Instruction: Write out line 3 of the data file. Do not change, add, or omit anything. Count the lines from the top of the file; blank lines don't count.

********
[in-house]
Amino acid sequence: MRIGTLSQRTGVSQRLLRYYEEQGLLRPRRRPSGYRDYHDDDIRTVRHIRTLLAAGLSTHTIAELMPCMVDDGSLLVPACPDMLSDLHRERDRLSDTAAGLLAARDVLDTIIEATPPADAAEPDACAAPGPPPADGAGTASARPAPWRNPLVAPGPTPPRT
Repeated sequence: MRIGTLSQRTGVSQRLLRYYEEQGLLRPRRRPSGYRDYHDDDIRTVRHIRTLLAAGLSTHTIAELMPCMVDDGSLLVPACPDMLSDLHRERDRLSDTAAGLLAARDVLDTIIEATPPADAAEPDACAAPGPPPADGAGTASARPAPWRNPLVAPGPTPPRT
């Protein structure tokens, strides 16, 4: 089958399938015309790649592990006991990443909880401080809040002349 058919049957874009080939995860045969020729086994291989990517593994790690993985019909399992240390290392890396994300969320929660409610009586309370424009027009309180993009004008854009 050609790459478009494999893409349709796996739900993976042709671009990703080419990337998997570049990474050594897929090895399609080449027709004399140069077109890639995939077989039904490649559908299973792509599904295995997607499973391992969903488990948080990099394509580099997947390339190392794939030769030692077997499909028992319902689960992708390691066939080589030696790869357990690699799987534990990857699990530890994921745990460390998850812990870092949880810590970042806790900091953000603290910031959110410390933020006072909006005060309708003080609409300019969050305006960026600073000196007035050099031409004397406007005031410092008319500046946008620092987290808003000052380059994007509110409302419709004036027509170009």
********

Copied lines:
Repeated sequence: MRIGTLSQRTGVSQRLLRYYEEQGLLRPRRRPSGYRDYHDDDIRTVRHIRTLLAAGLSTHTIAELMPCMVDDGSLLVPACPDMLSDLHRERDRLSDTAAGLLAARDVLDTIIEATPPADAAEPDACAAPGPPPADGAGTASARPAPWRNPLVAPGPTPPRT